I never really got as far as imagining the plots or characters of these novels. The general idea, however, was to write a series of books with the most boring and uninviting titles imaginable. They'd be "normal" novels on the inside, whatever that means, but the titles and covers would make them look like unimaginably tedious textbooks. I have decided to call this a "trilogy," but the series would have gone more than three books if I could have come up with more titles for them. For now, the trilogy consists of Ice Floes of Norway, The Lost Art of Scrimshaw, and The Mating Habits of Migratory Seabirds. You have no idea how much pleasure I've taken in imagining people's bafflement over these non-books.

TROLLEYTOWN FROLICS: The Making and Unmaking of an American Classic (and other pseudo-reference books)

An example of the fictitious Trolleytown Frolics comic strip. There are so, so many more.

I'm just wild about pseudo-documentaries, mock biographies, manufactured histories, and utterly fraudulent reference books, so there's a whole file drawer in my brain devoted to such projects.

The most dominant of these is probably Trolleytown Frolics: The Making and Unmaking of an American Classic, the story of the creation and development of a comic strip that debuted in the 1930s and is still (supposedly) running today, even though its original creator is long dead. Loosely inspired by the sad saga of cartoonist Percy Crosby, Trolleytown Frolics is the story of how an artist has his creation basically stolen from him, leaving him broke and insane. His comic strip passes from artist to artist over the years, with each transition taking it further away from its roots. New characters are added, others dropped, and the gentle whimsy of the early days evaporates over time.

The current version of the strip is churned out by an assembly line of anonymous writers and artists, and the cast is a confusing jumble of human and animal characters, only a few of whom actually date back to the Great Depression. With newspapers in decline, the very existence of the strip is now in doubt.

I was much more interested in the Trolleytown Frolics saga several years ago, when I wrote and (crudely) drew dozens upon dozens of examples of the strip, mostly from the later "bad" days of the feature when it had become a pale clone of Garfield. My ardor has since cooled, but I still have a thick folder filled with Trolleytown Frolics strips, most drawn in ball point pen or pencil on lined notebook paper. In addition, I still occasionally draw characters from the strip -- Rabbit Sam, Thirsty Lad, Mean Maxine, Sadie Nightingale, Skippy the Wonder Boy, and Uncle Penguin -- on any scrap of paper that lands in my possession.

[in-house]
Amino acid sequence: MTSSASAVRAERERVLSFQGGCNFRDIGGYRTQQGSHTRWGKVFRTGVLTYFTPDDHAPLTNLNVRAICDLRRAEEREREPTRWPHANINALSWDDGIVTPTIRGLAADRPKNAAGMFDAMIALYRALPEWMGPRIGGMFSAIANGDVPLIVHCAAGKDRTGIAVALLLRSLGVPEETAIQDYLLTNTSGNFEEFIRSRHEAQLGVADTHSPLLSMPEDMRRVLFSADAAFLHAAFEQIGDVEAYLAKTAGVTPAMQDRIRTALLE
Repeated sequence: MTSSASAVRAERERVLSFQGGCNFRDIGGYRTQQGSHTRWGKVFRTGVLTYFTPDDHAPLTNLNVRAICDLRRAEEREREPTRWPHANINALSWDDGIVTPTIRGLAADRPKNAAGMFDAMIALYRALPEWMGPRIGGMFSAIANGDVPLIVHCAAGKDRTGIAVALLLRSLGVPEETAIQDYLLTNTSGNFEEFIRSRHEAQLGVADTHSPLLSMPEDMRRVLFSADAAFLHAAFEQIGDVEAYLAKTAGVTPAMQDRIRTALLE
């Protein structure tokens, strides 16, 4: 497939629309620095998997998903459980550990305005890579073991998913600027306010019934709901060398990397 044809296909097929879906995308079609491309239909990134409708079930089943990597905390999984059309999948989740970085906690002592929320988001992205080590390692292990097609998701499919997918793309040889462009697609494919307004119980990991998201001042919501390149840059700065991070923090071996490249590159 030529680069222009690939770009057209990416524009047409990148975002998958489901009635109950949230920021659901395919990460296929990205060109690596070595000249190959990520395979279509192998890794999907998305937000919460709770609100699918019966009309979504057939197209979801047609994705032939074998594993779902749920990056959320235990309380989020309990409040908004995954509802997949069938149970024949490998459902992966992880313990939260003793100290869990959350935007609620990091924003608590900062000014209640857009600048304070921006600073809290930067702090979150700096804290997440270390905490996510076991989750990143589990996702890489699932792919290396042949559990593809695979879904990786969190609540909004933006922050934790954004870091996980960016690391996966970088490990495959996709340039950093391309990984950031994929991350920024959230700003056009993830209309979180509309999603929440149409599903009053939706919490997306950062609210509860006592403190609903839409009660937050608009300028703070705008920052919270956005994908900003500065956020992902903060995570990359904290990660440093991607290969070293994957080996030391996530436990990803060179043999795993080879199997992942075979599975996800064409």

I have a couple of other false history projects, too, but nothing so well-documented or baroque as the history of Trolleytown Frolics.

One is the saga of the most tampered-with television series of all time. It starts in the late 1950s as a frothy domestic comedy called Oh, Those Lembecks! and ends in the early 1970s as a gritty cop drama simply called Lembeck. Never really a hit, it stays on the air mainly due to network politics and the exchange of favors among the top brass. Over the course of 13 years, this television show inadvertently manages to reflect all the changes in television programming over the course of an extremely volatile period of American history, not just shifts in audience taste but in morality as well.

Without intending to do so, the producers of Oh, Those Lembecks! managed to create the perfect document of mid-Twentieth-Century American popular culture. Along similar lines was the story of a Martin and Lewis-esque comedy team and their rise and fall in show business. I can distinctly remember typing up a complete timeline for this duo, including various milestones in their career.

These five friends reconvene at Copco Lake every 5 years.

Considerably more straightforward and sincere than most of my proposed novels, This is Us at the Lake House was directly inspired by the Five-Year Photo Project, in which a group of five friends recreate the same vacation photo once every five years at California's Copco Lake.

I don't know why exactly, but I was truly fascinated by these otherwise unremarkable photos and what they conveyed about the nature of time and its often devastating effect upon our lives and our bodies. I made a collage of the mens' faces to show how they changed over the course of 30 years. That collage was essentially going to be my "outline" for the novel, which would have spanned the years from 1980 to 2010.

I tried to avoid learning anything about the real-life guys and their lives. I wanted to make up all that stuff on my own. Judging these five men solely by their faces, I developed character profiles for each of them.